Table 2:
Unconstrained benchmark problems.
IDDefinitionLandscape Feature
  All Independent 
  Continuous Dependences 
  Discrete Dependences 
  Cont. and Disc. Dep. 
  Cont., Disc. and Mix. Dep. 
  Mixed Pair Dependences 
IDDefinitionLandscape Feature
  All Independent 
  Continuous Dependences 
  Discrete Dependences 
  Cont. and Disc. Dep. 
  Cont., Disc. and Mix. Dep. 
  Mixed Pair Dependences 

4.2  Constrained Benchmarks

Many industrial mixed continuous-discrete problems include constraints. We therefore also consider a set of mixed-integer problems from the MINLP Benchmark Library specified by Bussieck and Pruessner (2003). The specification of the objective function, constraints, and parameter ranges can be found in Table 3. This benchmark set contains the same problems as used by Li et al. (2013) for testing the Mixed Integer Evolution Strategy (MIES). Minimization is assumed for both unconstrained and constrained problems.

Table 3:
Specifications of the MINLP selected constrained benchmark problems, and initialization ranges for problem variables.
NameFunctionConstraintsRange
    
    
    
    
    
    
NameFunctionConstraintsRange
    
    
    
    
    
    

5  Parameterless Scheme

When algorithmic results are presented, they are often associated with certain parameter settings that were used during execution. For some parameter settings a given algorithm can perform much better than for others on a given problem. Up to this point GAMBIT needed the specification of two crucial parameters: population size and number of clusters used. In this section, we explain why the need for setting these parameters can be problematic, especially in a black-box optimization setting, and propose a methodology that allows for a parameterless execution of GAMBIT.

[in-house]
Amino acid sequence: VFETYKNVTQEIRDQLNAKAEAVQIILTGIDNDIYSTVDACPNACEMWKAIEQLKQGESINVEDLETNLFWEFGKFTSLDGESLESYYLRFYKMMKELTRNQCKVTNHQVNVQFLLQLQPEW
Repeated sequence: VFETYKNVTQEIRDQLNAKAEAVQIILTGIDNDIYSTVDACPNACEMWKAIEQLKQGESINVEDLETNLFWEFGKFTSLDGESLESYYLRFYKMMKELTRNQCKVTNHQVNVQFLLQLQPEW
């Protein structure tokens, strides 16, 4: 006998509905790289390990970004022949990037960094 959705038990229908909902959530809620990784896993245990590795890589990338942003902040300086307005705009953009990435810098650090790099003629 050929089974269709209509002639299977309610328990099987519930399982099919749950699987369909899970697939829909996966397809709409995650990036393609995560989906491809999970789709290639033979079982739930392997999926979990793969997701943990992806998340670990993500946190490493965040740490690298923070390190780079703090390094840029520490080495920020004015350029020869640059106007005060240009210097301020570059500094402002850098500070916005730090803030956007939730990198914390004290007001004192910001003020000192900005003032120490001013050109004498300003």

Population size is an essential parameter of evolutionary algorithms. Determining a population size that results in efficient performance, however, is often difficult. Setting the population size too small will result in premature convergence and inability to solve the problem. Choosing the population size too large may result in an unnecessary overhead leading to inefficient performance in terms of evaluations needed. Research on population-based algorithms very often reports results based on empirical data obtained by an algorithm with an optimal population size for a given problem. While the use of bisection to find the optimal population size is very useful to examine algorithmic performance, it is very often infeasible in practice. For example, if the optimum of a problem is not known, it may be impossible to know if a given population size results in good or poor performance. Additionally, to perform a bisection, a stopping criterion is needed when the problem is not being solved for a given population size.

Predicting a good population size for a given problem in a black-box setting can be near impossible. While it is generally true that when the dimensionality of a problem increases, the population size required to solve it also increases, and there is very little information that tells us what this optimal population size might be for different problems. This is because many factors affect problem difficulty such as multimodality, variable interactions, or constraints.

Similarly to the population size parameter, determining an optimal number of clusters for a given problem prior to execution may often be impossible in practice. Choosing the wrong number of clusters, however, can have a negative impact on the performance. An insufficient number of clusters may lead to the inability to exploit more complex problem structures, while too many clusters will likely result in significant overhead.

In order to design an algorithm that may be useful in a real-world setting, the problem of determining values for the population size and the number of clusters parameters needs to be addressed. We adapt the Parameter-Free scheme initially proposed for discrete optimization by  Harik and Lobo (1999). Our goal is to determine if it is possible to adapt this scheme to GAMBIT while retaining similar performance in terms of scalability as with the optimal population size. We test the performance, with and without the parameterless scheme, of GAMBIT on problems with different landscape features and with different problem composition.

5.1  Methodology